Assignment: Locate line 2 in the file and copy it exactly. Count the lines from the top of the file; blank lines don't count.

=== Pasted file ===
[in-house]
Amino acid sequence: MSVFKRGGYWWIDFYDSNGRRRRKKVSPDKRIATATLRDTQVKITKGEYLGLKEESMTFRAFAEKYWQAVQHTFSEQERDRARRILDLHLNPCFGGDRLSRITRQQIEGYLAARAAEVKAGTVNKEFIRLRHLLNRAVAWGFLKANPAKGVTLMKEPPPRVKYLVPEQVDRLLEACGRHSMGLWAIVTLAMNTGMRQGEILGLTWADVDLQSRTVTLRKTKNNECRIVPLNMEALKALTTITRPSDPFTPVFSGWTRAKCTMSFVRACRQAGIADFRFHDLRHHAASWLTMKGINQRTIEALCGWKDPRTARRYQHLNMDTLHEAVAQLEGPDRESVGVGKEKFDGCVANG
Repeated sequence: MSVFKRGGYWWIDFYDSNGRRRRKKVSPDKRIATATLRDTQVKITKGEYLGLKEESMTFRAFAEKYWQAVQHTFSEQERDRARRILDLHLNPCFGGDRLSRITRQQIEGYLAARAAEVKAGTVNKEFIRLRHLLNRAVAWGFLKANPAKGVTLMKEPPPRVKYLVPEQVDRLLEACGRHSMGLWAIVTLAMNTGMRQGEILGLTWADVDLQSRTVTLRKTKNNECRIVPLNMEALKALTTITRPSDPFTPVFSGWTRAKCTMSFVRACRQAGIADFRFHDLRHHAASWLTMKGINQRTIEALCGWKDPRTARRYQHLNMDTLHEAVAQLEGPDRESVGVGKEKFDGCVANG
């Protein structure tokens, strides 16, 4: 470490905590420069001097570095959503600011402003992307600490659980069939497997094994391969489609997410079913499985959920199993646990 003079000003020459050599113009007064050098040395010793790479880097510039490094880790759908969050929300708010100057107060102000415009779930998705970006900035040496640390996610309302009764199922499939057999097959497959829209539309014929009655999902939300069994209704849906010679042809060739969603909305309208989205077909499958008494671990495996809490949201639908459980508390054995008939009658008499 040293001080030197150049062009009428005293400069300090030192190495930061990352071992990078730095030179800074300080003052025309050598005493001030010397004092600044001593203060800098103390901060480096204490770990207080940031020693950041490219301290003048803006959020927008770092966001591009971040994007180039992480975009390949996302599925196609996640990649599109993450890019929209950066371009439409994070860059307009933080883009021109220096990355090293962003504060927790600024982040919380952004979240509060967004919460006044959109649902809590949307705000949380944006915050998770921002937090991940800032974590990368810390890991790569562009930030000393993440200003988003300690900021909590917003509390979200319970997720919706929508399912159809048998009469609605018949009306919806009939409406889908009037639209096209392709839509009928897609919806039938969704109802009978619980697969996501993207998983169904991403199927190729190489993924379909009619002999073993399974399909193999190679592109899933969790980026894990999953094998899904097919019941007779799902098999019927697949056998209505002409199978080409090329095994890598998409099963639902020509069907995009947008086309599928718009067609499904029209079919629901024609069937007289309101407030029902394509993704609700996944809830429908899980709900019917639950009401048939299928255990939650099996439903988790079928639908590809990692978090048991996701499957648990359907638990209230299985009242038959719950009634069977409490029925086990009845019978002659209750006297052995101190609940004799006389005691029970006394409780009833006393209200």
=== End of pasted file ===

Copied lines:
Amino acid sequence: MSVFKRGGYWWIDFYDSNGRRRRKKVSPDKRIATATLRDTQVKITKGEYLGLKEESMTFRAFAEKYWQAVQHTFSEQERDRARRILDLHLNPCFGGDRLSRITRQQIEGYLAARAAEVKAGTVNKEFIRLRHLLNRAVAWGFLKANPAKGVTLMKEPPPRVKYLVPEQVDRLLEACGRHSMGLWAIVTLAMNTGMRQGEILGLTWADVDLQSRTVTLRKTKNNECRIVPLNMEALKALTTITRPSDPFTPVFSGWTRAKCTMSFVRACRQAGIADFRFHDLRHHAASWLTMKGINQRTIEALCGWKDPRTARRYQHLNMDTLHEAVAQLEGPDRESVGVGKEKFDGCVANG